I'm sure that the headline of this article seems too good to be true, but it's not. Surprisingly, many nonprofit organizations still are unaware of the Google Grant and its potential for them.
When running the ING New York City Marathon in November for a small local charity, it was easy for me to see the big picture - especially when surrounded by thousands of other charity runners. It reinforced the idea that contributing to a cause is never a solo act. The things we believe in aren't about just ourselves; they're about our communities, locally and globally, and joining together with other likeminded people to effect change. Because of that, powerful cause marketing will always be about building stronger, better and more meaningful relationships that inspire people to be a part of ...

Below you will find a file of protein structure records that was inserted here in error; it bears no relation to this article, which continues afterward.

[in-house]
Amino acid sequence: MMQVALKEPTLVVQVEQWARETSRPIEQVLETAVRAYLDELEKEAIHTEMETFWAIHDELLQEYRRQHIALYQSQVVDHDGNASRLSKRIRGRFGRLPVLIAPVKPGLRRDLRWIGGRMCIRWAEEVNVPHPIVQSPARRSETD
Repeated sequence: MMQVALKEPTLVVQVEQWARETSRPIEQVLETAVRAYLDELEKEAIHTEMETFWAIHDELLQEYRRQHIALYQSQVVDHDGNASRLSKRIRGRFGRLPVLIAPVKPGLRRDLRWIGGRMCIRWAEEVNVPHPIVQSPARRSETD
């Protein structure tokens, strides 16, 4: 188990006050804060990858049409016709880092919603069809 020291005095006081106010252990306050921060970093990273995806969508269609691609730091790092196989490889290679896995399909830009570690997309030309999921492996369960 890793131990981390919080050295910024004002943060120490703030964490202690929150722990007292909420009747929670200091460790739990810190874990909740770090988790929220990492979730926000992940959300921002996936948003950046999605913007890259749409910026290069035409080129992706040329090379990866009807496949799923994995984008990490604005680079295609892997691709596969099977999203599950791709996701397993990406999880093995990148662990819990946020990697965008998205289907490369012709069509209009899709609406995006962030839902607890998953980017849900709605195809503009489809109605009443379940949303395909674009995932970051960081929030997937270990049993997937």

Virtual events may be considered cutting edge these days, but bringing people together to burn some calories for a good cause remains a healthy source of funds and inspiration for a wide range of nonprofit groups.
The other day I came across an essay from a lawyer at a Washington food policy institute who argued that cause marketing was such a powerful inducement that it ought to be highly regulated if not banned outright.